High winds in north-east China's Jilin province led to a glass bridge shattering on Friday, trapping an unlucky tourist 100 metres up on Piyan Mountain, Longjing.
After it shattered, pieces of glass from the bridge were picked up by the wind and travelled at speeds of up to 150km/h, according to a report from Chinese news agency Xinhua. Luckily, they did not hit anyone on their journey.
The trapped male tourist was forced to crawl to safety with the aid of firefighters, police and tourism personnel.
The incident immediately caused outcry on Chinese social media platform Weibo, with many damning China's tourism industry for encouraging the glass-bridge trend as a novel way to attract travellers without adequate safety precautions or building regulations.
The construction of novelty bridges is increasingly common in China: it's estimated there are over 2300 glass bridges in the country, along with "an undetermined number of glass walkways or slides" according to state media service ECNS. The country also boasts the world's longest suspension glass bridge in Guangdong province, at a height of 201 metres and spanning 526.14 metres.
The trend was made famous by Hunan province's Zhangjiajie bridge, where tourists walk across a glass bridge hoisted 300 metres above the ground between two steep cliffs.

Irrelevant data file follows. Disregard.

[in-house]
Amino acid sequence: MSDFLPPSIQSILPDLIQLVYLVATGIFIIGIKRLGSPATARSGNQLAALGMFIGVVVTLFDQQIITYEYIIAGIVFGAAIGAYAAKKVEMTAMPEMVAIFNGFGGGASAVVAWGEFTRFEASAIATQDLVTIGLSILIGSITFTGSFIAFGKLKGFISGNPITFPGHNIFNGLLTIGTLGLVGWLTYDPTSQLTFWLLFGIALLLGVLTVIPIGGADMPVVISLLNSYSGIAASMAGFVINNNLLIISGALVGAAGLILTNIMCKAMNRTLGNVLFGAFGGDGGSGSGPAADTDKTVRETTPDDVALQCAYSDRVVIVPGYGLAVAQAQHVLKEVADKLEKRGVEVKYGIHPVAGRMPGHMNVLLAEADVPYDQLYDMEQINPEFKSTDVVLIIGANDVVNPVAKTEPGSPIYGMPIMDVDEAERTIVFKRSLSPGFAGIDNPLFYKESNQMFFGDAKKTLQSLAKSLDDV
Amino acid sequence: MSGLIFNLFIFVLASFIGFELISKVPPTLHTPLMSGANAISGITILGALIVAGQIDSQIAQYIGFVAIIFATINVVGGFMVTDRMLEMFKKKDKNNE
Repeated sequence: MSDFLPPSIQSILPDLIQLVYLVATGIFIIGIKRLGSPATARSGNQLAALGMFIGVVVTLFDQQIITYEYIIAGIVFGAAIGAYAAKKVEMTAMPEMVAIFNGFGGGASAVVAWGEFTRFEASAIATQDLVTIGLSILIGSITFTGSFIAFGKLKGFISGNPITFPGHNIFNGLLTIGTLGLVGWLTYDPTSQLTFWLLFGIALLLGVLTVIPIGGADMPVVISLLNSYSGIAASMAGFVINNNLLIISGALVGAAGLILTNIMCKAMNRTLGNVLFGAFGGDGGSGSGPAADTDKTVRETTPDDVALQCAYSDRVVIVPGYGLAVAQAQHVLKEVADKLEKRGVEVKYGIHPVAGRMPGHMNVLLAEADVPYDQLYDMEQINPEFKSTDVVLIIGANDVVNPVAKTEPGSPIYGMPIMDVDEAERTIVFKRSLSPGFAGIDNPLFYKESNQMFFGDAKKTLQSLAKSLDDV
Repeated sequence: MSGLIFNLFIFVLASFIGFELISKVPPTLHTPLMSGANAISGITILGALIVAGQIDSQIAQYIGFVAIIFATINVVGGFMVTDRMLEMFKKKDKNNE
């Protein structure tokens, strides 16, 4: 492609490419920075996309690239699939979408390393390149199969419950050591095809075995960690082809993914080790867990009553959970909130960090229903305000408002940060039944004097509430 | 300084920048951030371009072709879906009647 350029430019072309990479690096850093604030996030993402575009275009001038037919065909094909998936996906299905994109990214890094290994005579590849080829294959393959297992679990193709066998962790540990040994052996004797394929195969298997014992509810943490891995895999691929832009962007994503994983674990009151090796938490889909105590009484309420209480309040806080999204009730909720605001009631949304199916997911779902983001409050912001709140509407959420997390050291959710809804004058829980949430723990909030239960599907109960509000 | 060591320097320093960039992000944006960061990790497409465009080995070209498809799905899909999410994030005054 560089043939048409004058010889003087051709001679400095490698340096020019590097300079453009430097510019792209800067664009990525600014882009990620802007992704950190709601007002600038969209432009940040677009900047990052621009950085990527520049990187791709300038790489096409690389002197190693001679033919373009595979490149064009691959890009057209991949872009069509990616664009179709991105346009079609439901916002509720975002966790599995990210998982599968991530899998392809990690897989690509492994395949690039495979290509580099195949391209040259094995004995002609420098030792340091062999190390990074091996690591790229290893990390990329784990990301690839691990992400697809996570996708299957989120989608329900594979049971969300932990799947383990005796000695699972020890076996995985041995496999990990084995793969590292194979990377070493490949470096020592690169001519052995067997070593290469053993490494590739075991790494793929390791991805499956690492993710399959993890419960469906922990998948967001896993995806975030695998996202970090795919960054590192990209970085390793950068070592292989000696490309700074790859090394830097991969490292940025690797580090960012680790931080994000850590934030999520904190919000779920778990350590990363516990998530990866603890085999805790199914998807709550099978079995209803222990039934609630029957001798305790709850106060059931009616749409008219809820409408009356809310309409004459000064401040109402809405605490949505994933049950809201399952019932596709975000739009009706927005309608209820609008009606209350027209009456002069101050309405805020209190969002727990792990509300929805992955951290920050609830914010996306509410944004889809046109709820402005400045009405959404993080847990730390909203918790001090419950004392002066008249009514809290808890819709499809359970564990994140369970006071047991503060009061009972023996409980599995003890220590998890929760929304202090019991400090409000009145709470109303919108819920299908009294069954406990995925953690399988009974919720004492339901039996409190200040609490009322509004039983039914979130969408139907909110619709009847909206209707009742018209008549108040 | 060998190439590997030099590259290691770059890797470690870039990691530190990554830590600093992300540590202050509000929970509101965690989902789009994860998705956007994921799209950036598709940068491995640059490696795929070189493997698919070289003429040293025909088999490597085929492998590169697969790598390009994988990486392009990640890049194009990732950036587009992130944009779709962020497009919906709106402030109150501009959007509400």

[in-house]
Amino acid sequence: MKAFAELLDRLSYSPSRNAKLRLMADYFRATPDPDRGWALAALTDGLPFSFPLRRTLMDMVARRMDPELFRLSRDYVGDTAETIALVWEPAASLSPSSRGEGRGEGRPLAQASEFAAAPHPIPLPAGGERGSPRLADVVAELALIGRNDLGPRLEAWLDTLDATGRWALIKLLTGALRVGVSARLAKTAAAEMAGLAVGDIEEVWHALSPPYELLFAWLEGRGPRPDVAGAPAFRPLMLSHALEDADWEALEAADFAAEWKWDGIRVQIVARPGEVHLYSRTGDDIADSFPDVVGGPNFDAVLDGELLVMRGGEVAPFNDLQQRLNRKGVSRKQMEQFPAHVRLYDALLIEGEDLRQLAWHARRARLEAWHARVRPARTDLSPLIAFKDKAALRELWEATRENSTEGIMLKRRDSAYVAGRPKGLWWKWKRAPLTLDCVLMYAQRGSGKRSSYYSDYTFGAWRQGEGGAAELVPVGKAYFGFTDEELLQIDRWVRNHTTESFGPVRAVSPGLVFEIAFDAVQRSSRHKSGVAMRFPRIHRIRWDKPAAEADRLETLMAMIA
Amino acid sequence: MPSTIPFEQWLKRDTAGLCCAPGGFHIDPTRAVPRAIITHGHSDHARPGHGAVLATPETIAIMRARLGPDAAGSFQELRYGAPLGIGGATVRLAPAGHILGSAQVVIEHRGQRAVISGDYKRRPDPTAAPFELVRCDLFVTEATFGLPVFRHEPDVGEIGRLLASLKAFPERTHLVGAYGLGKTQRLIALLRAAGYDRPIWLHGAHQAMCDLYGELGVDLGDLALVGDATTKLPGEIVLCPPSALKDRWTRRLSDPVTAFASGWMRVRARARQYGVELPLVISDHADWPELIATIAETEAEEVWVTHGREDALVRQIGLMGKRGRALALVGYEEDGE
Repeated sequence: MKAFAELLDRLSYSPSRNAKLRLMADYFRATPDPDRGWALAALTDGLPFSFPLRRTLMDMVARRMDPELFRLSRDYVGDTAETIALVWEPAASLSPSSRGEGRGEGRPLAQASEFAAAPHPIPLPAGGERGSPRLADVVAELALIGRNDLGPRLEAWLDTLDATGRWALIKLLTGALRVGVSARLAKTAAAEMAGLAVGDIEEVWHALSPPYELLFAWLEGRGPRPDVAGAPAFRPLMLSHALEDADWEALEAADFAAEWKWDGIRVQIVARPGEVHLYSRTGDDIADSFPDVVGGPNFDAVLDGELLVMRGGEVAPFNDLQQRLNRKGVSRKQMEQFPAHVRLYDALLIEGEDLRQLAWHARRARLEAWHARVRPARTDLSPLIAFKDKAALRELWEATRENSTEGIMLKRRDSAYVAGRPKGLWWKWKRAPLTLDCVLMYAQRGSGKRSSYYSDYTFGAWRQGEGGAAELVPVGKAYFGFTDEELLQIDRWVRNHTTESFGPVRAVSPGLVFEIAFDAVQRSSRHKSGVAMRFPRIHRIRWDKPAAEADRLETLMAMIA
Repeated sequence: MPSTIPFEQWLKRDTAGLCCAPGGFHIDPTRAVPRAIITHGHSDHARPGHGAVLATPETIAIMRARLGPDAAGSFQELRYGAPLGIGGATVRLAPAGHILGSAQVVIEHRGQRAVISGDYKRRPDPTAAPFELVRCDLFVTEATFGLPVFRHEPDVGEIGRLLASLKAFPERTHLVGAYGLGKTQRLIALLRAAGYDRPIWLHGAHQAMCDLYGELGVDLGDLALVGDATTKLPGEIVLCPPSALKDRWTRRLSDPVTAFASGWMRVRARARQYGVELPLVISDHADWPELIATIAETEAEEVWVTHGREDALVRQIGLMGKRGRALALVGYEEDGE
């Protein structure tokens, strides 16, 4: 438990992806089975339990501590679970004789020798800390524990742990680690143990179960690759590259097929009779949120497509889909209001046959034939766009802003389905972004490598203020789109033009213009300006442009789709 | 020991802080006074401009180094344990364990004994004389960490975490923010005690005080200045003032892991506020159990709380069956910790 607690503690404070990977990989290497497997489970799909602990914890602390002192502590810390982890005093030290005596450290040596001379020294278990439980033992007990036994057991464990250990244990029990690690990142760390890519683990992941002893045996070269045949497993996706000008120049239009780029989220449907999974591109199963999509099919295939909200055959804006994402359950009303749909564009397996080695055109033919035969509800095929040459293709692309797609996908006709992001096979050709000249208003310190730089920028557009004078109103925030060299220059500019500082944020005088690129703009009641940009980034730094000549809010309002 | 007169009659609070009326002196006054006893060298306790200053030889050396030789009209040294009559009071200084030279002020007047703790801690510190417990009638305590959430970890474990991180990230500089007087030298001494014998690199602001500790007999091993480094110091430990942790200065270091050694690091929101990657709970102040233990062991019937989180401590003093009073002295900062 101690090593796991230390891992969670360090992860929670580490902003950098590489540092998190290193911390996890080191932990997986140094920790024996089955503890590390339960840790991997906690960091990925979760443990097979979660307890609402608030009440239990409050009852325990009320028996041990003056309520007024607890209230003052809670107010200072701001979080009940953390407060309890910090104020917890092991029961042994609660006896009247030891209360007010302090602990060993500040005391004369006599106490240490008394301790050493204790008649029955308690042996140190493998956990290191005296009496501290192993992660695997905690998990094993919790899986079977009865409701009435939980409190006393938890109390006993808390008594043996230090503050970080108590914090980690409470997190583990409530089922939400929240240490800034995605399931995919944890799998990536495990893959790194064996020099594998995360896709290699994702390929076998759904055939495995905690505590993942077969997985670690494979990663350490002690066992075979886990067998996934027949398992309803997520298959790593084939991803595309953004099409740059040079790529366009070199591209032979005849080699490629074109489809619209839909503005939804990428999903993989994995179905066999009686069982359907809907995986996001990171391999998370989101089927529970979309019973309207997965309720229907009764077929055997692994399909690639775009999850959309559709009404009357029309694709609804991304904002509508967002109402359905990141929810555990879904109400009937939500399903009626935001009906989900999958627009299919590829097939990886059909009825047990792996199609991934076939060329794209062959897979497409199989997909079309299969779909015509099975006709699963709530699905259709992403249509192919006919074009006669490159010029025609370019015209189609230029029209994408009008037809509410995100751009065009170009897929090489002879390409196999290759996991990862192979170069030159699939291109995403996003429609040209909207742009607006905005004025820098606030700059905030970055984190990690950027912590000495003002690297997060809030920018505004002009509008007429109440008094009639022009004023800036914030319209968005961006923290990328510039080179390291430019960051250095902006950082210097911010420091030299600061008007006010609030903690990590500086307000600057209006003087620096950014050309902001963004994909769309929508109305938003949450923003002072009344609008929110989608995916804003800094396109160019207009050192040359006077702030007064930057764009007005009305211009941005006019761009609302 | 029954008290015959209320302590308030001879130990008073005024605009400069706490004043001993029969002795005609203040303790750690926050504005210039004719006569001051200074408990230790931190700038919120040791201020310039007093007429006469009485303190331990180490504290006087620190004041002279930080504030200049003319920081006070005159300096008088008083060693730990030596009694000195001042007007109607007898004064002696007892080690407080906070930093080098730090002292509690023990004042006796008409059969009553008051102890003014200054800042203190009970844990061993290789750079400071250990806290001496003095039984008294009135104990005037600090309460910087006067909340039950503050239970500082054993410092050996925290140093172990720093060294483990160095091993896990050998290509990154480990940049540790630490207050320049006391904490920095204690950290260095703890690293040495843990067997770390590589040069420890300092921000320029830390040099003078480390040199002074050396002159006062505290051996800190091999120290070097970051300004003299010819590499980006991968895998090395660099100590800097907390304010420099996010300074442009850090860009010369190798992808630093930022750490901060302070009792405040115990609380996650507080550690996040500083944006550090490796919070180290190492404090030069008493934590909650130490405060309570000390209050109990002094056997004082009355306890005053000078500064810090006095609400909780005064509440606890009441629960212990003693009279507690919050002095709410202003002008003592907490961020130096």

While some governments within mountainous provinces have guidelines to prevent incidents with glass bridges, regulations are not standardised across the country.
"How often did the bridge undergo maintenance?", one Weibo user asked.
"This is exactly why I dare not step on a bridge like that", wrote another.
The Piyan Mountain incident is not the only Chinese bridge making headlines. A cable bridge in Guizhou in southern China was filmed taking the brunt of a violent storm last week, leaving many to question its structural integrity. In the video,the bridge is seen being badly damaged as it twists into knots in the strong winds, just managing to stay connected.
This bridge in Guizhou, China, was tossed like a rag doll by heavy winds. Aftermath footage shows the extent of the bridge’s damage. It miraculously stayed connected at both entry points but needs repairs before it is safe to be used again. pic.twitter.com/Sx4dVRxcWX— NowThis (@nowthisnews) May 9, 2021
Ruyi Bridge is another Chinese bridge gaining worldwide attention. Located near Taizhou in Zehejiang province on the country's east coast, it's a curved structure with a striking design that led to claims it was fake after photos of it first emerged.
Its creators explained in a post on social platform Weibo that "intertwined into an undulating bridge body, visitors have a sense of experience when they pass".
Former Canadian astronaut Chris Hadfield tweeted a video of the bridge, joking: "I'd want better handrails."
I'd want better handrails.— Chris Hadfield (@Cmdr_Hadfield) November 29, 2020
(Ruyi Bridge at Shenxianju, Taizhou, Zhejiang, China) pic.twitter.com/EcctD6Dkbo